Shin Splints are No Fun

Sunday, April 24, 2016 - 13:45
Shin Splints are No Fun

What Is It?

Medial Tibial Stress Syndrome (MTSS) is a common injury, referred to in common vernacular as “shin splints”.  This condition is characterized by pain in the front of the lower leg, which can run from below the kneecap all the way down to the ankle.  It accounts for 10-15% of all running injures, and up to 60% of the conditions that cause pain in the lower leg. The lower leg is the initial shock absorber during impact exercise – if this shock-absorption system begins to fail, you may experience a sore, tingling sensation that can be mild to debilitating.  Typically, one leg is involved and it is almost always the runner's dominant one. If you are right-handed, you are usually right-footed as well, and that's the leg that's going to hurt.

Treating Shin Splints

When shin splints strike you should stop running completely or decrease your training depending on the extent and duration of pain. Then, as a first step, ice your shin to reduce inflammation.  If pain is severe, a medical specialist should be consulted first to rule out a stress fracture, or an exercise-induced compartment syndrome.  Both of these are very serious injuries that require immediate medical attention.  Generally speaking, the more severe the pain, the greater the chance that it is something more serious.  For that reason, the crucial first step in treating shin splints is identifying the root cause of the problem.  There are many possibilities including sudden changes to your training, poor ankle flexibility, poor muscle tone in front lower leg muscles, training mistakes, and structural problems like overpronation or flat feet. But don’t fret – there are many possible strategies for preventing or overcoming shin splints.

1.    Increase distance slowly!  This is a concept in exercise physiology called gradual progression. Four words can usually be applied to the reason an individual develops shin splints: too much, too soon.  Even though sunlight is streaming down through the trees and the air is heavy with the sweet smell of spring, do not throw caution to the wind and add an hour and a half onto your run that day!  In all likelihood, your lower leg muscles will rebel, which might lead to dreaded time off.  There is no magic rule for adding time onto a run – many avid trail runners find trails more forgiving on their bodies than the road, and may add 30 minutes onto each long run.  It pays to be more prudent with road running, increasing long road runs by no more than fifteen minutes at a time. In general, the longer you have been running, the more accustomed your body will be to the sport and any progressions you incorporate.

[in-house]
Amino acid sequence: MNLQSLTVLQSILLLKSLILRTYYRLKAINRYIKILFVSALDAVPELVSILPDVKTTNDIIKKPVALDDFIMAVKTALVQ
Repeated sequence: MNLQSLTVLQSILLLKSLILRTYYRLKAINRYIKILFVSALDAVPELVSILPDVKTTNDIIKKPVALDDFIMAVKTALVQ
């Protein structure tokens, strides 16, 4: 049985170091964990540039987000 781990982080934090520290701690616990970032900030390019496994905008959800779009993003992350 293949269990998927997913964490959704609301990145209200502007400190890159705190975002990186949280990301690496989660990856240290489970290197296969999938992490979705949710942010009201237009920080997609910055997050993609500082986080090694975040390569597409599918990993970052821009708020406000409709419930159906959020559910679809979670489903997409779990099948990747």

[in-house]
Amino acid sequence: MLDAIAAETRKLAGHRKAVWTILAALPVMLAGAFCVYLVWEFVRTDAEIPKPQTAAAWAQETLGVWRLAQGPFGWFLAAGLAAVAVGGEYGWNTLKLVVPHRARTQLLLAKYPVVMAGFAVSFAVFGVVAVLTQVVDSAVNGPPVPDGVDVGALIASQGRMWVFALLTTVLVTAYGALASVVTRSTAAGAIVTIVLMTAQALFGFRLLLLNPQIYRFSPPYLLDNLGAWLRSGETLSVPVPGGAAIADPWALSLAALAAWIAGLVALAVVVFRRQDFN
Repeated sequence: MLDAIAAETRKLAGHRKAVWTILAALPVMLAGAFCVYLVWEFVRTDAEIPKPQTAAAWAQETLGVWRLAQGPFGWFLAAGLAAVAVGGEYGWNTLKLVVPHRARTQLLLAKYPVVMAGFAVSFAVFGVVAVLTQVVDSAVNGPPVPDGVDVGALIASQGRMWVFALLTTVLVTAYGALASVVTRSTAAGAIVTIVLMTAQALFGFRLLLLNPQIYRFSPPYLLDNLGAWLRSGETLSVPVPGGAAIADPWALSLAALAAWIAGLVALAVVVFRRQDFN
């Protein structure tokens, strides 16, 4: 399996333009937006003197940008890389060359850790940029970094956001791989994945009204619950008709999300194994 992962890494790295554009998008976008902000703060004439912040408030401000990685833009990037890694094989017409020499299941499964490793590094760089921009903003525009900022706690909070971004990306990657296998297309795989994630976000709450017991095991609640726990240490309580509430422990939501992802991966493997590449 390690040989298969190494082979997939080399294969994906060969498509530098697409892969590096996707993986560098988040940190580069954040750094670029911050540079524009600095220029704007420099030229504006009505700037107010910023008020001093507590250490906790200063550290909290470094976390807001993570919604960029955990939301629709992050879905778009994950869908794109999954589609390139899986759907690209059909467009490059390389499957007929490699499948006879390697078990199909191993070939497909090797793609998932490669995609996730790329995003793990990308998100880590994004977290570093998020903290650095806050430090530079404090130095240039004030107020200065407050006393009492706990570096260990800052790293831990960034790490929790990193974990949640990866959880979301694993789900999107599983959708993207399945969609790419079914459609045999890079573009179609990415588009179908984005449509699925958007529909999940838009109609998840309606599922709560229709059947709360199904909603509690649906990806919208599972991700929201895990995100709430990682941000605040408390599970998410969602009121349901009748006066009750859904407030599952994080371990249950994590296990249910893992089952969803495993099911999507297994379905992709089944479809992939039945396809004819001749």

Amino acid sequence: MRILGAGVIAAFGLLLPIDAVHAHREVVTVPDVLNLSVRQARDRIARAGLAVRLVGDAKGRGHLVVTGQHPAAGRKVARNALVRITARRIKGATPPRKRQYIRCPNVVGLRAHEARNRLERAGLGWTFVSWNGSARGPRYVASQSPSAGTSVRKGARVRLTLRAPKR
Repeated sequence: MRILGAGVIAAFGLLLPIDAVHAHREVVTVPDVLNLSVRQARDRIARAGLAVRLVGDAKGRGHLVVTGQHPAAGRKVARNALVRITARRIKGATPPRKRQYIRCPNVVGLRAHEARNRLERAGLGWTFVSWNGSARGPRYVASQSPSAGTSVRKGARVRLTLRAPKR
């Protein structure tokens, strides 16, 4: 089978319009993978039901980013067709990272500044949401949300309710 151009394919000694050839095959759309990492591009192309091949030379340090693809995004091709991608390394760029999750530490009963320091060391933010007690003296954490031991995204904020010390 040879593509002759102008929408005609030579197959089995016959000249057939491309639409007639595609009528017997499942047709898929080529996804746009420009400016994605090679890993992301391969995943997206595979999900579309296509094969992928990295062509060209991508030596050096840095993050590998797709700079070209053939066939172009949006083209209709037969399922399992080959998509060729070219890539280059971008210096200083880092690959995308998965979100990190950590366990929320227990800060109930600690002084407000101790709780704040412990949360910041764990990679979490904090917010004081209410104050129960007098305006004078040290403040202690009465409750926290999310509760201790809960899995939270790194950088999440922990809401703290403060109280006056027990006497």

2.    Stretch your calves.  If your calf muscles are flexible your ankle will have more mobility, which makes for a more efficient shock absorption system.  Make sure to stretch both your gastrocnemious and your soleus, by letting your heel drop off a step (sticking your butt will give you a better stretch).  Start with a straight leg, then bend your knee to feel a deeper stretch closer to your Achilles tendon.  The added bonus of stretching your calves off a step is that you stretch the plantar fascia on the bottom of the foot as well. This will reduce the risk of developing achilles tendonosis - another common, yet extremely painful, running injury.

3.    Strengthen the front of the lower leg.  This is very simple – just lean back again a wall and lift your toes up toward the ceiling, then lower slowly.  This can be done with or without weights – lighter individuals may want to hold dumbbells to add some resistance.  Build up to 20 reps.  The speed of the reps can be varied to train for both strength and endurance.  (Executing quick reps with heavy weights is not recommended.)  Only train for endurance once all pain has disappeared and a base of strength has been developed.

4.    Take care when changing your training environment.  If you hit the trails during the warm weather and switch to road running for the winter, make the transition a gradual one.  Exchange one trail run with flat road for several weeks, then two runs, and so forth.  Once you are road running exclusively, once again use gradual progression to build up your time.  The same rule applies if spring has sprung and the forest once again beckons.

5.    Evaluate your running technique.  Working with a personal trainer or a running clinic coach will give you information on how you might improve your running technique. I have found watching elite runners on UTube to be a very effective strategy for evaluating and alterning my own running gait.  I have particularly found the Ethiopian runners, especially Tirunesh Dibaba, exceeding beautiful to watch - and even though I look nothing like her when I run, I have been able to transpose aspects of her technique to my own.

6.    Don’t disregard possible structural issues.  People with flat feet or fallen arches are especially prone to shin splints.  If this sounds like you, taking great care to choose the right shoes, as well as considering custom made orthodics, can correct issues that cannot be addressed by exercise programming alone. Some research suggests that store-bought orthodics can work just as well as custom-make ones, at a fraction of the cost.  Visit a specialized running store where the staff can observe your running gait and recommend appropriate footware to meet your needs.